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National Organization for Rare Disorders, Inc.
- aggressive fibromatosis
- deep fibromatosis
- grade I fibrosarcoma
- musculoaponeurotic fibromatosis
- nonmetastasizing fibrosarcoma
Desmoid tumor commonly develops in the fibrous (connective) tissue of the body that forms tendons and ligaments, usually in the arms, legs or midsection, and also in the head and neck. These tissues of the body connect, support, and surround other body parts and organs. The myofibroblast is the cell considered to be responsible for the development of desmoid tumor. Regardless of its scientific classification, a desmoid tumor can be invasive to surrounding tissues and difficult to control. Desmoid tumors can develop virtually at any body site. Superficial desmoids tend to be less aggressive than deep desmoids (abdominal, extra abdominal, mesenteric). These tumors look like dense scar tissue and just like scar tissue, they adhere tenaciously to surrounding structures and organs, and, thus they are commonly difficult to remove. Surgery has been the traditional main mode of therapy for desmoid tumors but up to 20-50% of these tumors recur after surgery.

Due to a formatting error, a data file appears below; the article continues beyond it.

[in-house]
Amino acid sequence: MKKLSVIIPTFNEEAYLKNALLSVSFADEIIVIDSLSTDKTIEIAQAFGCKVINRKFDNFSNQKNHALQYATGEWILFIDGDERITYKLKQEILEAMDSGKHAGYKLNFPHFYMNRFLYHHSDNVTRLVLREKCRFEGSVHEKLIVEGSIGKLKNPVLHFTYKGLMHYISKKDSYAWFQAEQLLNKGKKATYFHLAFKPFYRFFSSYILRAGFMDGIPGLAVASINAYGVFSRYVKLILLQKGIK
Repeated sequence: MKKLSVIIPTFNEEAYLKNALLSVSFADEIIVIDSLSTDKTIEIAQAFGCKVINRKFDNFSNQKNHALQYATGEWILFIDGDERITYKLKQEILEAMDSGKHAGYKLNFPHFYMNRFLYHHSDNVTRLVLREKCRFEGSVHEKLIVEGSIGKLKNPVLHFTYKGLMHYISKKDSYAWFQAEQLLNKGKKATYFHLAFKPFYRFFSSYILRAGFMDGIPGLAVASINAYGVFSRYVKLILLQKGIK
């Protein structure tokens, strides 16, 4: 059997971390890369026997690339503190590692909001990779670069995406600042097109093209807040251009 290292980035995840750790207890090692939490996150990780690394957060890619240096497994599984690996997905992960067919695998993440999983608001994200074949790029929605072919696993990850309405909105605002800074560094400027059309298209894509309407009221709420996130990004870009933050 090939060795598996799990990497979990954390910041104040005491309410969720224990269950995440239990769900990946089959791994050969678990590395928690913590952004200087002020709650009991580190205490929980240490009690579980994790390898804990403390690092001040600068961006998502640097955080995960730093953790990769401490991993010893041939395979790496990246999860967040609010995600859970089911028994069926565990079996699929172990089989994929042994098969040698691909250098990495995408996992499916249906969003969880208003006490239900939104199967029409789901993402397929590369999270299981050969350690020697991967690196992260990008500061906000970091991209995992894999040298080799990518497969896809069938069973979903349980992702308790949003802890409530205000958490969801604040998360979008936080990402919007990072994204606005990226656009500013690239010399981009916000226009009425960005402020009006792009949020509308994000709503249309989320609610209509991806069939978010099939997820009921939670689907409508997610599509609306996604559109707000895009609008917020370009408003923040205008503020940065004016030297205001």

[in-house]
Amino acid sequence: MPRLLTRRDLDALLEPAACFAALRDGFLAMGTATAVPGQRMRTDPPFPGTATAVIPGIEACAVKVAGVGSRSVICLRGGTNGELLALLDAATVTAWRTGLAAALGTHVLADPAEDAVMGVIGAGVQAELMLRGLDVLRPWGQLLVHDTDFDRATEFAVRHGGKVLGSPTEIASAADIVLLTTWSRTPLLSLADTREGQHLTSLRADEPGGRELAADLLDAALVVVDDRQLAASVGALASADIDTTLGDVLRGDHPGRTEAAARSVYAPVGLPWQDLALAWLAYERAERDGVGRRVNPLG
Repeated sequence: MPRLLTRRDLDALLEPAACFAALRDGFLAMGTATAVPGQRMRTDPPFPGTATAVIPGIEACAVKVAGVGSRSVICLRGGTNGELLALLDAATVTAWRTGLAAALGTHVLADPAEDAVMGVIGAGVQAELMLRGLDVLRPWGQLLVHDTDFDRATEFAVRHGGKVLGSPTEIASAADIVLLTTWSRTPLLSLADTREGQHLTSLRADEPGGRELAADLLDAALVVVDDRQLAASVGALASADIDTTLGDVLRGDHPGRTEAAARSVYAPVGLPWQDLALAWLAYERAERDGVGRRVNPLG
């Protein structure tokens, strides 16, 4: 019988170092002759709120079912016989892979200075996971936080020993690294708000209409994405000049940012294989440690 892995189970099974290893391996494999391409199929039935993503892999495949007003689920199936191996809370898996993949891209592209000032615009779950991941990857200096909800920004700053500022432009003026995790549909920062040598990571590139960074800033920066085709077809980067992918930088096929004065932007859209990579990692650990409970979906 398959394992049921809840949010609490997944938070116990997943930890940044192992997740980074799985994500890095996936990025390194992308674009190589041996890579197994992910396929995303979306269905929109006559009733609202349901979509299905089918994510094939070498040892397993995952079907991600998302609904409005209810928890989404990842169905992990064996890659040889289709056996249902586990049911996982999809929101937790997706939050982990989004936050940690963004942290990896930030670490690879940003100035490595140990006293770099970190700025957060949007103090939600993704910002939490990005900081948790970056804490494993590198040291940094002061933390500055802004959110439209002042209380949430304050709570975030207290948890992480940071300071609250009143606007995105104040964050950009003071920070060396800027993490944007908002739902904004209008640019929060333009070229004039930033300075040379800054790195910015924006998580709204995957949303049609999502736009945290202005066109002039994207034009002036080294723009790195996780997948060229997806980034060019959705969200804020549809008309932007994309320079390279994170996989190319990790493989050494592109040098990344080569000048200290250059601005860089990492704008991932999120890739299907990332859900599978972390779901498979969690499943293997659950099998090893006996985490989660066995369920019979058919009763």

The Greek word "desmos" which means tendon or band like has been the origin of the term desmoid and was coined by Muller in 1838. Desmoid tumor is called an aggressive fibromatosis as it has similarities with a malignant (cancerous) tumor called fibrosarcoma. However, it is considered benign because it does not metastasize (spread) to other parts of the body.
American Cancer Society, Inc.
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Genetic and Rare Diseases (GARD) Information Center
PO Box 8126
Gaithersburg, MD 20898-8126
PO Box 241956
Los Angeles, CA 90024
Desmoid Tumor Research Foundation
P.O. Box 273
Suffern, NY 10901
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Last Updated: 8/28/2012
Copyright 2008, 2012 National Organization for Rare Disorders, Inc.